• The Statesman
    • 07 Dec 2014

usha ramanathan
The contours of risk, and harm, were altered dramatically on the night of 2/3 December 1984, when MIC escaped from the Union Carbide factory in Bhopal killing thousands and causing injury to hundreds of thousands living in the vicinity. The extent of the harm has been unfolding since then, with deaths due to exposure to the gas continuing to rise, and chronicity manifest in the 5,00,000 people seeking relief in the hospitals run by the Gas Relief Department. The disaster has produced a ‘Vidhwa Colony’ and the ‘Bhopal Orphan’- there isn’t even a kindness in construction of the identity of the survivor. In 2000, sixteen years after the disaster, the Centre for Rehabilitation Studies set up by the Madhya Pradesh government was reporting that exposure to the gas was claiming one victim a day each day of the year. The numbers have continued to escalate.
In December 1985, a day and a year after the Bhopal gas disaster, there was a leak of oleum gas from the chlorine plant of Shriram Foods and Fertilisers in Delhi causing panic that was exacerbated by the then unforgotten memory of what had happened in Bhopal. There was a PIL pending in the Supreme Court raising concerns about negligence and heightened risk in the factory – fears that the gas leak confirmed were justified. The court, with Bhopal expressly in view, set out principles that could form the basis of mass disaster law. There were the principles of absolute liability and enterprise liability providing potential for making enterprises internalise the costs of accidents and disasters, but which, inexplicably, has only found staggered acceptance over the years. Then there has been the supervisor’s responsibility for lapses in safety, and the workers’ right to know about safety issues in a factory – till this judgment and the subsequent amendment to the Factories Act in 1987, workers actually had no such right despite being most proximate to the risk!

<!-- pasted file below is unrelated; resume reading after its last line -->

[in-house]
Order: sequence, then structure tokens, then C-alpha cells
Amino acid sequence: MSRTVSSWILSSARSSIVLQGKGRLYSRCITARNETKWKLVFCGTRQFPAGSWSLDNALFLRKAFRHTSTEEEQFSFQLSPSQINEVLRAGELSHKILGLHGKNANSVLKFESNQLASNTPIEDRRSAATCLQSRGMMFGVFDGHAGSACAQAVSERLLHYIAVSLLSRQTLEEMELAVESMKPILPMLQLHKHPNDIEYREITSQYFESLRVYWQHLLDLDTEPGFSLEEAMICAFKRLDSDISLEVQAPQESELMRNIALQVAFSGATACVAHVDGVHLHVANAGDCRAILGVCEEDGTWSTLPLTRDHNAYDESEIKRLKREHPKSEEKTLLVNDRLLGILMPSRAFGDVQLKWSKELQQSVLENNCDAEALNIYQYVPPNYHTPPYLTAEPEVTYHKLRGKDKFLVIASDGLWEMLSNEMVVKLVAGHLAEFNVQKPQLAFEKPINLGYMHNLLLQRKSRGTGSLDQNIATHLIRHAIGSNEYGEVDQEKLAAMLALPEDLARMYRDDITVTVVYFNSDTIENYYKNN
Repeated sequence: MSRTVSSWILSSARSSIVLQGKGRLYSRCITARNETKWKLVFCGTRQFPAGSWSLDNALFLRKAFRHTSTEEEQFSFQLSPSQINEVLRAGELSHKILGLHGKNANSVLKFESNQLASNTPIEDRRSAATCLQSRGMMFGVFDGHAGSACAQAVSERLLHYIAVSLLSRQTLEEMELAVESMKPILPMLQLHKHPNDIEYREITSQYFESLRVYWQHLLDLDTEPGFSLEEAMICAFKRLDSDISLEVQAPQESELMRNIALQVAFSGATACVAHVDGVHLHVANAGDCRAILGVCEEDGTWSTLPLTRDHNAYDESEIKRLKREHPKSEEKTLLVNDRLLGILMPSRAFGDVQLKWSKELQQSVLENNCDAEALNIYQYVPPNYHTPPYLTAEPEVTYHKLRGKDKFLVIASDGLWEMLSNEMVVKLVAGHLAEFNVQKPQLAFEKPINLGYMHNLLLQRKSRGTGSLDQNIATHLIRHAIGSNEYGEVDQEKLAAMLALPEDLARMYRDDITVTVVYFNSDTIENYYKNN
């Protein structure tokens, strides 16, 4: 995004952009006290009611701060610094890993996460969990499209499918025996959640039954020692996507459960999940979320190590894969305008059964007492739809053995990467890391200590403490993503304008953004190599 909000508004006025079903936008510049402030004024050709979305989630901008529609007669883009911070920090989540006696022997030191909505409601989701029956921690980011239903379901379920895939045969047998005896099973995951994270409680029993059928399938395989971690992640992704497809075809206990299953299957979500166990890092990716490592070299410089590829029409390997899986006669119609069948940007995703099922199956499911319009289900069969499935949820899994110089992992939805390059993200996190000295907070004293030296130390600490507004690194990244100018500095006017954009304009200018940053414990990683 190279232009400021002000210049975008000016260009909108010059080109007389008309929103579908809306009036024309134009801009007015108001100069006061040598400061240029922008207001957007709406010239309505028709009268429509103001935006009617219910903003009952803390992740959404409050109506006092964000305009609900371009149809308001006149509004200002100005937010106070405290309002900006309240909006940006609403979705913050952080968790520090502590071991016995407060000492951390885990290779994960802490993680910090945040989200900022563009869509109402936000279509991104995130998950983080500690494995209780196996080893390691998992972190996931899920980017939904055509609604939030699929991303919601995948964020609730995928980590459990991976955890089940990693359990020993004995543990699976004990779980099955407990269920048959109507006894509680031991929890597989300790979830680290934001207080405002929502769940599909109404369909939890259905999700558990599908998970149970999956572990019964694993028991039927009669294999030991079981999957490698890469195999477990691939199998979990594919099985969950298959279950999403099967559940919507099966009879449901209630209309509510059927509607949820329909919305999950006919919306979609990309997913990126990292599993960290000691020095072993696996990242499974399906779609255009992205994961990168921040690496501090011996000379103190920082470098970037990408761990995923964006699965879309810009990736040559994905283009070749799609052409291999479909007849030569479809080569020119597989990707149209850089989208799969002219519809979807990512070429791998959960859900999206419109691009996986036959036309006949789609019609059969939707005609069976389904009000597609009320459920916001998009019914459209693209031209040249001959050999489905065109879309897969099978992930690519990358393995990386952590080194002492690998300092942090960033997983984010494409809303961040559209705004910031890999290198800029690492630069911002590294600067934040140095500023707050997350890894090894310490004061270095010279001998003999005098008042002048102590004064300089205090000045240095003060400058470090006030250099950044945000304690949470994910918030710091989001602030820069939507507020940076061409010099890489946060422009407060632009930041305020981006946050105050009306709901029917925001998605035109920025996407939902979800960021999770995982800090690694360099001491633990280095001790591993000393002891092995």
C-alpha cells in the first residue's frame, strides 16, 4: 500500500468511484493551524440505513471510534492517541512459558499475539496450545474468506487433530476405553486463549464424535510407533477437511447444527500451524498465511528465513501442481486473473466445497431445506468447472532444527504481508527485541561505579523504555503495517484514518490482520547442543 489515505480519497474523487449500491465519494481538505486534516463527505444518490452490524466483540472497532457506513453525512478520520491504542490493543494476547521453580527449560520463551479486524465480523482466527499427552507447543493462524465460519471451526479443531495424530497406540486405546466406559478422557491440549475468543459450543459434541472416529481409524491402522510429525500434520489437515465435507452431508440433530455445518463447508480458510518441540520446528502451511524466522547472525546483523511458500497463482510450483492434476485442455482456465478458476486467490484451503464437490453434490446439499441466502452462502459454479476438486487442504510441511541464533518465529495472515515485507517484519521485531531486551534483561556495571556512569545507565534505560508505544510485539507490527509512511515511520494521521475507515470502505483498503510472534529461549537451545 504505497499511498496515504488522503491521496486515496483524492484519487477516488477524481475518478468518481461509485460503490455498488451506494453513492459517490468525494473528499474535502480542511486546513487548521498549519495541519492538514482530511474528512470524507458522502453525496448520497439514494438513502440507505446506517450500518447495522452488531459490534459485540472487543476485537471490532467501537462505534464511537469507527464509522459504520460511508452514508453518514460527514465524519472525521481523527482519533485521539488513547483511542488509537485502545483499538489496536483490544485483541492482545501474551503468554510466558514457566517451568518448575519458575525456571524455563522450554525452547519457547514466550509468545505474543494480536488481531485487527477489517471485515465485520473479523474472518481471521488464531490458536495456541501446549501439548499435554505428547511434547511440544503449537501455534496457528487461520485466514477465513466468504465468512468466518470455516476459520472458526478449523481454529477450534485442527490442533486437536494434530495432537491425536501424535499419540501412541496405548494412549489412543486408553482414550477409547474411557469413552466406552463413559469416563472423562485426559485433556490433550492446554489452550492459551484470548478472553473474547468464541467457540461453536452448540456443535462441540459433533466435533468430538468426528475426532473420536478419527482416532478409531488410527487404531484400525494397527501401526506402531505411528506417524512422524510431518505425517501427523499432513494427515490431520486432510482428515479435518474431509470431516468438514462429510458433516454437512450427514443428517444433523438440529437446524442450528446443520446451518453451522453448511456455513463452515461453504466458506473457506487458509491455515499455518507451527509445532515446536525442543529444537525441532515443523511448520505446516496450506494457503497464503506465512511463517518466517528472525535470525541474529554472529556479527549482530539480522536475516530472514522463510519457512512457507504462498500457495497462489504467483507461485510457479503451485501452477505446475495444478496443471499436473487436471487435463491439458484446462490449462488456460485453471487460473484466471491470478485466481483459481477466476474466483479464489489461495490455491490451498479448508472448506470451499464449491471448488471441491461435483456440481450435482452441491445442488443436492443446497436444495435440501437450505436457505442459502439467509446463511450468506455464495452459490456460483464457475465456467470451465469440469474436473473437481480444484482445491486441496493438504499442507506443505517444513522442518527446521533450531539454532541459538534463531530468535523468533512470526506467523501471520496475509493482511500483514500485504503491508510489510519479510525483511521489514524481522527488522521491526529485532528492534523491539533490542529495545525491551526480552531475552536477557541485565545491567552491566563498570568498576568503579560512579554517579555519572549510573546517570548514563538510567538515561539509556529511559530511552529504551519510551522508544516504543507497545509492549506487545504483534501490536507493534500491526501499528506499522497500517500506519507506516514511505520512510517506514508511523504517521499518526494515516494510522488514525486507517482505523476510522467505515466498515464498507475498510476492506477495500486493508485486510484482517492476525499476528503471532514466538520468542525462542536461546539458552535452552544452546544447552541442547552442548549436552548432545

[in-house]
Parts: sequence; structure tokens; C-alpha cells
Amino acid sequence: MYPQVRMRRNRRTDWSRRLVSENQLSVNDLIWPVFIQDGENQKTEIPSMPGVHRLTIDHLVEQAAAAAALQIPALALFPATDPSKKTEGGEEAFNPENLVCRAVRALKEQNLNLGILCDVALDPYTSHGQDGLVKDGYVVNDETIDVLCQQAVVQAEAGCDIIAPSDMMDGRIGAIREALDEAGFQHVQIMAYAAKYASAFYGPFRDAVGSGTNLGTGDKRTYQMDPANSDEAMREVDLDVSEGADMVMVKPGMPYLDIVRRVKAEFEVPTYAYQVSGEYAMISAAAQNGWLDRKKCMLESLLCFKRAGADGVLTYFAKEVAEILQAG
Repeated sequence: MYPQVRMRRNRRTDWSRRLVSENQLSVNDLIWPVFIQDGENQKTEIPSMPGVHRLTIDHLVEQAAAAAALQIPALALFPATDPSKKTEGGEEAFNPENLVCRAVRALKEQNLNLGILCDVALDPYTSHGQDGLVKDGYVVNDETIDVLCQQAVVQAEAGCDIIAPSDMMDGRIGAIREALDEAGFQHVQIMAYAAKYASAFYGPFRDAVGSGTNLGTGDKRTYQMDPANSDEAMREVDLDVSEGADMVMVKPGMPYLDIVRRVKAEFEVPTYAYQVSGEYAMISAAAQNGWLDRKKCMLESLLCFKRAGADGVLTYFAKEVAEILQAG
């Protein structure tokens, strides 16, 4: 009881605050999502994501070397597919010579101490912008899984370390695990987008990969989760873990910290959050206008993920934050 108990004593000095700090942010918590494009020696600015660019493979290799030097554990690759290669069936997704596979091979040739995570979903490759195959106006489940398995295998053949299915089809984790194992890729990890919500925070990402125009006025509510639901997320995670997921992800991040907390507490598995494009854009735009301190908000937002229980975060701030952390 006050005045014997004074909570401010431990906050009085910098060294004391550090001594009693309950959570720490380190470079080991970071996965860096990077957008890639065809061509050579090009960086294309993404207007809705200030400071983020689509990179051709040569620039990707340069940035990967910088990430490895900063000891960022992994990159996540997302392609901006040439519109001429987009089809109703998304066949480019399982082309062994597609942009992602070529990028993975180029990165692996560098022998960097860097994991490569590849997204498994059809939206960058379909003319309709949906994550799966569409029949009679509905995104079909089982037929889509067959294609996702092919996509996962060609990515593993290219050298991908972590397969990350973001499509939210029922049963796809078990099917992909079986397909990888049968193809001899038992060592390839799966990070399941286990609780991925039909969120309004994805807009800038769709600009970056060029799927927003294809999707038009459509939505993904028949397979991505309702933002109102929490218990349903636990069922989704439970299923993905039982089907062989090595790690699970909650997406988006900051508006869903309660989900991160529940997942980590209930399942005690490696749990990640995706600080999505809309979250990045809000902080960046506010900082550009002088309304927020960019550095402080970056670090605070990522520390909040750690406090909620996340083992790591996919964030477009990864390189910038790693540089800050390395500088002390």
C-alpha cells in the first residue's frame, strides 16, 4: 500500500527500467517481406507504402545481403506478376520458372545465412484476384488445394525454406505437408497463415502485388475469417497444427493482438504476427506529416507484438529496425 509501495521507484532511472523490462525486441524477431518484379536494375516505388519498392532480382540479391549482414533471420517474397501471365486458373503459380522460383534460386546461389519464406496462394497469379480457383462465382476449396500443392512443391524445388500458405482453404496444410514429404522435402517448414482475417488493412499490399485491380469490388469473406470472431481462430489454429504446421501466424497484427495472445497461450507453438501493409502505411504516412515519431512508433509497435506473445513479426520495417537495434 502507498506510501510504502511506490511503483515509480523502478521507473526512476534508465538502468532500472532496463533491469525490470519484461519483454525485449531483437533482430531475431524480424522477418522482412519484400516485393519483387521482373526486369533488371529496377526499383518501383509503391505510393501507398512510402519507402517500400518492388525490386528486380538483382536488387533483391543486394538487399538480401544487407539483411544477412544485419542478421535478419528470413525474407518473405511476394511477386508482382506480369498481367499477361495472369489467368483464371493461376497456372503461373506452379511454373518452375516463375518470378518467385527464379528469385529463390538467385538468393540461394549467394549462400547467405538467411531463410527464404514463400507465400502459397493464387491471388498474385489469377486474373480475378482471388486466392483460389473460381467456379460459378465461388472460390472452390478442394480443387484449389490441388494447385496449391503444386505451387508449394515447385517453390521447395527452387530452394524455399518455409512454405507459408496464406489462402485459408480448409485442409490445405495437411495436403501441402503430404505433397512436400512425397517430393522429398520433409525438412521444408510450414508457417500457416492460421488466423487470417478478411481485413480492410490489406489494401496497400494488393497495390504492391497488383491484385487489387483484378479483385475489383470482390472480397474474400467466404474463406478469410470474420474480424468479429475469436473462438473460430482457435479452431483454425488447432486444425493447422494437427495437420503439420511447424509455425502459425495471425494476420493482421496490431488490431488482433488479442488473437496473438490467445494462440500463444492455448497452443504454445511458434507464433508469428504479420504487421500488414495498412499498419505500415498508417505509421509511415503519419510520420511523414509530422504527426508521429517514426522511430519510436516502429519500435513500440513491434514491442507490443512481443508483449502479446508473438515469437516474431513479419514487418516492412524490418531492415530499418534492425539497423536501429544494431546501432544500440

Two directions of the court carried particular significance. One arose in the context of Shriram appealing to the court that they be allowed to restart the factory once they had done what was considered necessary to repair and restore the plant to safety. The court was willing to give the go-ahead only if the Chairman and Managing Director of the DCM Ltd., which was the owner of the various units of Shriram, would give an undertaking that he would be “personally responsible for the payment of compensation for…..death or injury” in case “there is any escape of chlorine gas resulting in death or injury to the workmen or to the people living in the vicinity.” The court’s position was plain: if the Chairman was unwilling to guarantee that there would be no further leak, how could the whole population be put at risk? The factory subsequently restarted on the strength of the undertaking. The second direction related to the relocation of industries. Chemical and other hazardous industries, the court said, have an element of risk. “It is not possible to totally eliminate such hazard or risk altogether…..we can only hope to reduce the element of hazard or risk to the community by taking all necessary steps for locating such industries in a manner which would pose least risk of danger to the community and maximising safety requirements in such industries.” So, it was suggested, a national policy was to be evolved “for location of chemical and other hazardous industries in areas where population is scarce and there is little hazard or risk to the community, and when hazardous industries are located in such areas, every care shall be taken that human habitations shall not grow around them. There should preferably be a green belt of 1 to 5 km width around such hazardous industries.”